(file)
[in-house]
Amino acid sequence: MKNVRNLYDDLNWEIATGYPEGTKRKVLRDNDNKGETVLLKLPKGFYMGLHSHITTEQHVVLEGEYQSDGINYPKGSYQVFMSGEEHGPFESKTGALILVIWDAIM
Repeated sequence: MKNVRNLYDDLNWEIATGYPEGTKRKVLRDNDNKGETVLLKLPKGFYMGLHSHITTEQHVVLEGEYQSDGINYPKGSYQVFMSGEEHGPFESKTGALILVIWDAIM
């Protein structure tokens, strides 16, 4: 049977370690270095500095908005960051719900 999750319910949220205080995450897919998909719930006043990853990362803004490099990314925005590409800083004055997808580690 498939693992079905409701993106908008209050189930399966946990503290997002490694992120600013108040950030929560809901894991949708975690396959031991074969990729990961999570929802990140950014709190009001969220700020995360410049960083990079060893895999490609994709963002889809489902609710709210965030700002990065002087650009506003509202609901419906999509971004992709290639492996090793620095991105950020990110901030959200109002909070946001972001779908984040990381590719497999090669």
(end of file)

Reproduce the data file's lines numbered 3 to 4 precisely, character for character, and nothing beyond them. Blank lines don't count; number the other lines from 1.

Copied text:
Repeated sequence: MKNVRNLYDDLNWEIATGYPEGTKRKVLRDNDNKGETVLLKLPKGFYMGLHSHITTEQHVVLEGEYQSDGINYPKGSYQVFMSGEEHGPFESKTGALILVIWDAIM
């Protein structure tokens, strides 16, 4: 049977370690270095500095908005960051719900 999750319910949220205080995450897919998909719930006043990853990362803004490099990314925005590409800083004055997808580690 498939693992079905409701993106908008209050189930399966946990503290997002490694992120600013108040950030929560809901894991949708975690396959031991074969990729990961999570929802990140950014709190009001969220700020995360410049960083990079060893895999490609994709963002889809489902609710709210965030700002990065002087650009506003509202609901419906999509971004992709290639492996090793620095991105950020990110901030959200109002909070946001972001779908984040990381590719497999090669």